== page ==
Lorne Manly recently got a peek inside the heads of the executive producers of television's LOST - a deeply mythological show concerned with the big questions of life.
Part of LOST's durability is that it's a show that's never shied away from either referencing faith-shaping authors (C.S. Lewis, say, or Flannery O'Connor or Madeleine L'Engle) or quoting from scripture or doing its own (often explicitly Christian) theology. It's also a show that in a week's time will come to its final conclusion after six seasons.
Q. Your show traffics in a lot of big themes — fate versus free will, good versus evil, faith versus reason, how often Sawyer should be shirtless. Ultimately, what were the most important themes for you in this series?
DAMON LINDELOF If there’s one word that we keep coming back to, it’s redemption. It is that idea of everybody has something to be redeemed for and the idea that that redemption doesn’t necessarily come from anywhere else other than internally. But in order to redeem yourself, you can only do it through a community. So the redemption theme started to kind of connect into “live together, die alone,” which is that these people were all lone wolves who were complete strangers on an aircraft, even the ones who were flying together like Sun and Jin. Then let’s bring them together and through their experiences together allow themselves to be redeemed. When the show is firing on all pistons, that’s the kind of storytelling that we’re doing.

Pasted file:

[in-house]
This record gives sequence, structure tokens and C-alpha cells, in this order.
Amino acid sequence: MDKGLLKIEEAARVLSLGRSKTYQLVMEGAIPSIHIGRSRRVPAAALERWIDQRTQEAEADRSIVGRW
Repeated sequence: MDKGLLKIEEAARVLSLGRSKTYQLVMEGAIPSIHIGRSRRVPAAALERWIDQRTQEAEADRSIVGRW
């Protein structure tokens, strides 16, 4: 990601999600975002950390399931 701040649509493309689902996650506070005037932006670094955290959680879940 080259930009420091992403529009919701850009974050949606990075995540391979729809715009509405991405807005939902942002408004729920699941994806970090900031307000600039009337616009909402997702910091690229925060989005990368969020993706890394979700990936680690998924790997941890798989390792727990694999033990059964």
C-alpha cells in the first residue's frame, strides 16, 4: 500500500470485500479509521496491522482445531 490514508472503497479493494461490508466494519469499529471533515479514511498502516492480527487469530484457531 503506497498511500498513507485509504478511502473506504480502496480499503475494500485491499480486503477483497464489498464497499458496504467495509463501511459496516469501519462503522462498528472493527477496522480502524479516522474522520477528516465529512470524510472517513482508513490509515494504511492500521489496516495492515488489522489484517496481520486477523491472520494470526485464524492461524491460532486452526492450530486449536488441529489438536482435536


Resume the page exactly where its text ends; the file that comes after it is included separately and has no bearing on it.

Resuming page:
Q. One criticism of the show over the years has been that it throws all these big ideas in by giving characters names of philosophers: Hume, Rousseau Locke and the like. There’s a concern you’re just sort of tossing it into this gumbo and giving the show an intellectual veneer when those characters’ actions and motivations don’t correlate to their namesakes.
LINDELOF One of the things that we completely own is that in many ways “Lost” is a mash-up/remix of our favorite stories, whether that’s Bible stories from Sunday school or “Narnia” or “Star Wars” or the writings of John Steinbeck. Carlton and I both had to take philosophy classes when we were in college, and we talk about philosophy, so when certain ideas started to present themselves on the show, we just wanted to let the audience know that these philosophers are in our lexicon as storytellers.
That's from this NYT interview.
Chris Seay, pastor of Houston's Ecclesia Church and author of the (possibly premature) book The Gospel According to Lost, video blogs about just this topic, and in particular is interested in the show's approach to the idea of redemption.